Challenges of UX Design on EOS and How To Fix Them

EOS Mobile Wallet ‘EOS Lynx’

It’s no secret that a major barrier of entry to blockchain is just how difficult it can be to figure out what you are doing when you’re just starting out.

There are so many new terms to learn, so many things you have to do that are outside of your comfort zone, and so many concepts to wrap your head around. Not just in a technological sense, but in a political sense too. Worst of all, there’s anxiety. Blockchain isn’t fully regulated by any company or government, so an errant typo in an address or a mistake in securing your keys can lead to loss or theft of funds that are nearly impossible to recover. This is because in a decentralized space, there’s no customer support to take care of you, and no law enforcement to seek justice and compensation for you.

There’s also the overwhelming number of options; from Bitcoin to Bitcoin Cash, SV, Gold, Diamond, and Private. All of these claim to be the ‘real’ Bitcoin on some level. There’s also Litecoin, Ripple, Ethereum, Monero, and hundreds more. Each coin has its own community that fiercely defends and (seemingly earnestly) believes in the value and use-case of their coin. These communities are constantly attacking each other as if political or religious rivals. This ongoing ‘propaganda war’ has produced no shortage of contradictory information and ‘noise’ on all sides.

Basic common sense dictates that not all of these coins can be winners. Indeed the recent string of failed projects such as Bitconnect still looms over the community in the form of mocking memes and bitter messages; warnings against becoming too excited about or confident in your investments. Indeed, many people mock the very validity of the blockchain space, eager to claim that each and every coin, including Bitcoin itself, are destined to head to $0 once the wealthiest investors, developers, and exchanges have fleeced the average investor for all they’re worth by taking advantage of these deregulated markets and starry-eyed idealistic investors.

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The need for excellent design

Any developer on EOS or any other blockchain realizes that their users are going to be dragging in all this baggage with them when they sit down to do something as seemingly simple as working on User Experience, the wallets, exchanges, and other applications that will allow the Average Joe to easily communicate with the Blockchain. Many people who have heard about blockchain but don’t know much about it are afraid of it; even many of those who have done their research are skeptics. For this reason, if the UX is anything less than perfect, some people are going to use that to justify why they’re not interested in engaging with any blockchain product. If these new products are not easier, more convenient, and safer to use than the currently existing applications built for fiat, then they will simply not be used. Even those who are interested in the political ramifications of Blockchain are going to wait until crypto is easy to use. Most people involved in crypto today are only really interested in using it to hoard and trade their coins, as for the most part, that’s about all the UX really lets them easily do.

EOS at a baseline has already solved many of the problems plaguing crypto. 12 name account names mean that users can send coins with more confidence, without worrying if they insert an errant character into a long address. The free transactions also make users more confident in utilizing their account and your resources more frequently, instead of being worried about fees slowly eating away at holdings. The staking system means that users have 3 days to respond to their keys being compromised, and even if funds are stolen, EOS developers and block produces can be contacted. Stolen funds can potentially be frozen and eventually returned back to their user. All these things are possible because EOS was built to ride the line between decentralization and usability as finely as possible, whereas most crypto projects are built like Bitcoin. They sacrifice usability for the sake of being as decentralized as possible. This decentralization is valuable, so valuable in fact that it’s why I believe many projects such as Bitcoin are going to continue to exist alongside EOS as alternatives. But EOS’s design philosophy is what I believe to be the main aspect that will push the coin towards real mass adoption, potentially before other projects. This is for the simple reason that most average users prefer their funds to have a safety net. It’s also easy to keep someone’s attention span when they’re using a dApp; when the transactions are instant as opposed to taking what feels like forever.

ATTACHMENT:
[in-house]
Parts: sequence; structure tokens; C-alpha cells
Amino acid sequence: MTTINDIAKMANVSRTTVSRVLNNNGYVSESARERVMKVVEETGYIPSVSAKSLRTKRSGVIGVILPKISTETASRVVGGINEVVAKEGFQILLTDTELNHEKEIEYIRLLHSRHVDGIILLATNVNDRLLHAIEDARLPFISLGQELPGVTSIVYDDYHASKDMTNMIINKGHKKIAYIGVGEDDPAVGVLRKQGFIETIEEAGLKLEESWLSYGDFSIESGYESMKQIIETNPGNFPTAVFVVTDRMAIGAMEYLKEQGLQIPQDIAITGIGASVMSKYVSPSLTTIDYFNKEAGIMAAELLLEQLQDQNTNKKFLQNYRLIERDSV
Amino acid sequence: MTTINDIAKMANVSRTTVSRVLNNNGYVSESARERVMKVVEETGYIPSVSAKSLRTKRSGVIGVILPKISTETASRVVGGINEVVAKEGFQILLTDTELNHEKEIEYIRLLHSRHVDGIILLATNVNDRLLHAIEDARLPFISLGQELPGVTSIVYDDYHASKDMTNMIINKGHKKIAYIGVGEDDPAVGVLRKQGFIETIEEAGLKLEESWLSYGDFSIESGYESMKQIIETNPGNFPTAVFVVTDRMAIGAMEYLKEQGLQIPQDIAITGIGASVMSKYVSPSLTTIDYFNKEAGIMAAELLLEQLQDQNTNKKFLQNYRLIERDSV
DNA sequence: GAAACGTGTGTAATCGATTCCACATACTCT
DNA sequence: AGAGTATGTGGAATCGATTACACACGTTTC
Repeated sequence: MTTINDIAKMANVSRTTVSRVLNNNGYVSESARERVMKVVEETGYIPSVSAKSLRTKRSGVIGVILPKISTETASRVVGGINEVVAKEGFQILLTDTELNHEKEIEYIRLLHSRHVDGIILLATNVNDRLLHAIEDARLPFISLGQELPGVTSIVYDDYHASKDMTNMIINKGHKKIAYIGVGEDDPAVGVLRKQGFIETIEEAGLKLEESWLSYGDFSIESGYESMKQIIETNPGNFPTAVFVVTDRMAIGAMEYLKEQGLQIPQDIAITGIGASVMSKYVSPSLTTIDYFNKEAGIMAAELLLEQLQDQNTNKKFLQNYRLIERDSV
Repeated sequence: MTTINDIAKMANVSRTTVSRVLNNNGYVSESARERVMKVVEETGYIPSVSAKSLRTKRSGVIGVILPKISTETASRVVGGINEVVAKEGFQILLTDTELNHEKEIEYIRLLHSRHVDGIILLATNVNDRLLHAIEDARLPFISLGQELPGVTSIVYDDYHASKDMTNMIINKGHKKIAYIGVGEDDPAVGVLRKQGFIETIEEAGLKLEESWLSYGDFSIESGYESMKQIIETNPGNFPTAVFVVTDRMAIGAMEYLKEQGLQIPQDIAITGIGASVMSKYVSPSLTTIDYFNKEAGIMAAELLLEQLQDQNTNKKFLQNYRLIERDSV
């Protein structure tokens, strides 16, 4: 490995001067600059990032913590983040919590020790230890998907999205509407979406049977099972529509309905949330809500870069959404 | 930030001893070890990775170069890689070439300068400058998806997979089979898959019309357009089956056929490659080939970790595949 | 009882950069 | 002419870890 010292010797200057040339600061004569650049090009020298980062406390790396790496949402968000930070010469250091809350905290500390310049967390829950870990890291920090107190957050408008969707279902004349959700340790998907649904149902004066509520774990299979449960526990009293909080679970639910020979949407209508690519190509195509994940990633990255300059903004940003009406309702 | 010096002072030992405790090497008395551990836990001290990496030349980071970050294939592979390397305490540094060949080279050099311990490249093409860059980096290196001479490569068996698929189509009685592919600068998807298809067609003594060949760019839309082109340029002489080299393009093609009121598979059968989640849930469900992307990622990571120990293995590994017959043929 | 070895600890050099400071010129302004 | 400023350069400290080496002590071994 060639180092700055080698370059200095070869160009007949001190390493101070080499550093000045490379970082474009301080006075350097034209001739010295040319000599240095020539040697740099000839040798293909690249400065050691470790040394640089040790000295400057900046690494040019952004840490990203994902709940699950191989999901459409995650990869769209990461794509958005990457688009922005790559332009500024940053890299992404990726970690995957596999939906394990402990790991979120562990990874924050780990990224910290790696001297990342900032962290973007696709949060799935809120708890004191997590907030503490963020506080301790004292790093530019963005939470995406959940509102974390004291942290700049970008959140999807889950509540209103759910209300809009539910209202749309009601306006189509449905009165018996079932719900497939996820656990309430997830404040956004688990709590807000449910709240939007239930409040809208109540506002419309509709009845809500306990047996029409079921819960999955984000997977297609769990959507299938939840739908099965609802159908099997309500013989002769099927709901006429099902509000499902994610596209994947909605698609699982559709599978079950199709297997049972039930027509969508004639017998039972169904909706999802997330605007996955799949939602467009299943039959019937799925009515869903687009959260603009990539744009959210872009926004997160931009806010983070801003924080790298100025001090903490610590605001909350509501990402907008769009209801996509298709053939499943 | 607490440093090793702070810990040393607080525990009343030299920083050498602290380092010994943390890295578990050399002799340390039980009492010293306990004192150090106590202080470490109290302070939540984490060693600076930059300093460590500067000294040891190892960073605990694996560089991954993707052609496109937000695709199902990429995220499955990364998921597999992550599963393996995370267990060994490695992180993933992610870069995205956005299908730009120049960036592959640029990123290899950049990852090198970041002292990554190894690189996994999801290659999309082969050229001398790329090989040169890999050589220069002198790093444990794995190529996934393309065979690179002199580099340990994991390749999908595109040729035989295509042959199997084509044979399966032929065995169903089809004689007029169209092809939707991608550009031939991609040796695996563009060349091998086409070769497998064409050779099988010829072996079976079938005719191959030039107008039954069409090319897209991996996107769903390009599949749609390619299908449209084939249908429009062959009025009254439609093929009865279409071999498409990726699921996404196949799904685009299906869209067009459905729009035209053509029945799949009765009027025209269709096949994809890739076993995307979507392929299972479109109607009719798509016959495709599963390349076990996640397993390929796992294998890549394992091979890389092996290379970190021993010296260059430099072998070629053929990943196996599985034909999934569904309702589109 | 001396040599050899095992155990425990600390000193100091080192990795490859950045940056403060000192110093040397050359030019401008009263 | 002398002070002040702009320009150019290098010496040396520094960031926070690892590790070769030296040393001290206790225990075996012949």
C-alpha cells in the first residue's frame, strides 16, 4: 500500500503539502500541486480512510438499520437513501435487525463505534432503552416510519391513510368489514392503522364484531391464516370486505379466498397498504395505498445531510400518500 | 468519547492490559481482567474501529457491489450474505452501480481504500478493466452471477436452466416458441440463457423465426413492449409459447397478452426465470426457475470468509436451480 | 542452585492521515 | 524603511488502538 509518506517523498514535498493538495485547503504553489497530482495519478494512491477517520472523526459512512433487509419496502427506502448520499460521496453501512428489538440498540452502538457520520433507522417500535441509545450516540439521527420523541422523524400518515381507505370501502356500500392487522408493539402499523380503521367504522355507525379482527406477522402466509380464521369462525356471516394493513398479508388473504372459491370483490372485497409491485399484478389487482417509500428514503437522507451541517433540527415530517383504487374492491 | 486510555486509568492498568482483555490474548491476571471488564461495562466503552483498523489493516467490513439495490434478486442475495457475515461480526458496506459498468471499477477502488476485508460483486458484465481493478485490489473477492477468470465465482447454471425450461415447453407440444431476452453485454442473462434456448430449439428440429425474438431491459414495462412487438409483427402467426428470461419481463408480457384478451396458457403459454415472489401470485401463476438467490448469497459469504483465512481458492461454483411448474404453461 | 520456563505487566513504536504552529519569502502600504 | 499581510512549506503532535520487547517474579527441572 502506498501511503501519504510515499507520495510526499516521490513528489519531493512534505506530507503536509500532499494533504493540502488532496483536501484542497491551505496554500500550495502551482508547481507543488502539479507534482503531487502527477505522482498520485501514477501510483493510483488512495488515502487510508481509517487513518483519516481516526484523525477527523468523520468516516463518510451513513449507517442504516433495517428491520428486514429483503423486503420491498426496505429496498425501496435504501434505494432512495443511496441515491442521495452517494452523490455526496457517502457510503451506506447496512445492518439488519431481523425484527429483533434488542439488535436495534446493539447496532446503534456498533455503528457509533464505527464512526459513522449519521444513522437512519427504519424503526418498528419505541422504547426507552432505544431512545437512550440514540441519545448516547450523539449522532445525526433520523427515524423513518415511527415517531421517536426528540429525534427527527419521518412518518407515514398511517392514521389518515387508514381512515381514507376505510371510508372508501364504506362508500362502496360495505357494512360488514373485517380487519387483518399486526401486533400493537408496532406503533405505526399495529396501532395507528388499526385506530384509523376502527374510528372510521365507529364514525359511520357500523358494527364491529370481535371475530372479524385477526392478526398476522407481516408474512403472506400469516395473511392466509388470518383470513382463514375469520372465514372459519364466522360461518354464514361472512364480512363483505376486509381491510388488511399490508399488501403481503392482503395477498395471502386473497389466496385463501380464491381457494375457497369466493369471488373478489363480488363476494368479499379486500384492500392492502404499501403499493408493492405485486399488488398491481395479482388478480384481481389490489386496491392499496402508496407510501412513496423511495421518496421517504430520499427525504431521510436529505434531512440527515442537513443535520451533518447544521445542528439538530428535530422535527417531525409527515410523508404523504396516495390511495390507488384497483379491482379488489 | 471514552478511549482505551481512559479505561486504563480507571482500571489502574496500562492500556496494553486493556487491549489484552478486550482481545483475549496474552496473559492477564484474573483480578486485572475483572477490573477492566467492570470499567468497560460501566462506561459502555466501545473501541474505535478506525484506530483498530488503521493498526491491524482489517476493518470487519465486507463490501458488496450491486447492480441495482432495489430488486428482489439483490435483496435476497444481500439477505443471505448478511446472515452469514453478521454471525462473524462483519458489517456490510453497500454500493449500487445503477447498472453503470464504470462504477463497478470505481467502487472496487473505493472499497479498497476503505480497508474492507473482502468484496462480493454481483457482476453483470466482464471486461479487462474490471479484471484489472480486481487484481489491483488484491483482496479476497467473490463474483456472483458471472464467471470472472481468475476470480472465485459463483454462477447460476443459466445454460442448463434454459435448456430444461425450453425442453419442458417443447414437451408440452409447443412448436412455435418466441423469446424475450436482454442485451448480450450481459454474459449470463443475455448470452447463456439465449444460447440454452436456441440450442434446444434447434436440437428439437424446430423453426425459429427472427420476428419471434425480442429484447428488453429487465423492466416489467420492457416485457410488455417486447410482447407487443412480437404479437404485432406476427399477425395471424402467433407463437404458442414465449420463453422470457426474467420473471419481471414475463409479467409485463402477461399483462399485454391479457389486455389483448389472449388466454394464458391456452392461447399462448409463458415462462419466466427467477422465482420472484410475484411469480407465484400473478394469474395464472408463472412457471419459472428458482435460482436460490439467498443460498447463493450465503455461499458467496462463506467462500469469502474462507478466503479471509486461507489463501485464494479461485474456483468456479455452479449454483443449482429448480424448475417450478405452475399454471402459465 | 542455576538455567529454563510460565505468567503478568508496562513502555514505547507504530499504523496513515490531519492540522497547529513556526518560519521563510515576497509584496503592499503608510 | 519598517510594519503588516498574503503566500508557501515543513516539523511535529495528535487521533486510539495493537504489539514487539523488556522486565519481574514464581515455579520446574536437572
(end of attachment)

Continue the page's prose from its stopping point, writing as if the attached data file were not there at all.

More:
However, this article is about the challenges of UX design on EOS. Which is why it’s important to critique how EOS is currently failing in its UX right now. Thankfully, these issues are solvable, and not fundamental flaws of the design that would require an entirely new project to fix.

The first issue is a major one that is casting a large, looming shadow over the entire EOS ecosystem right now, and that issue is CPU. The network simply is not up to the task of handling the number of transactions taking place on it right now, and that is resulting in many accounts being maxed out. This is the case even if those accounts have a large amount of EOS staked to CPU, and their CPU is frequently maxed out or even over the 100% threshold even if they aren’t doing anything. Even dApp developers that have thousands of EOS staked to support the transactions on their smart contracts are struggling to keep their CPU at manageable levels. The result is that the majority of users on the network are unable to transact properly. Ironically, many don’t have enough CPU to issue the transaction that issues more of their EOS to CPU.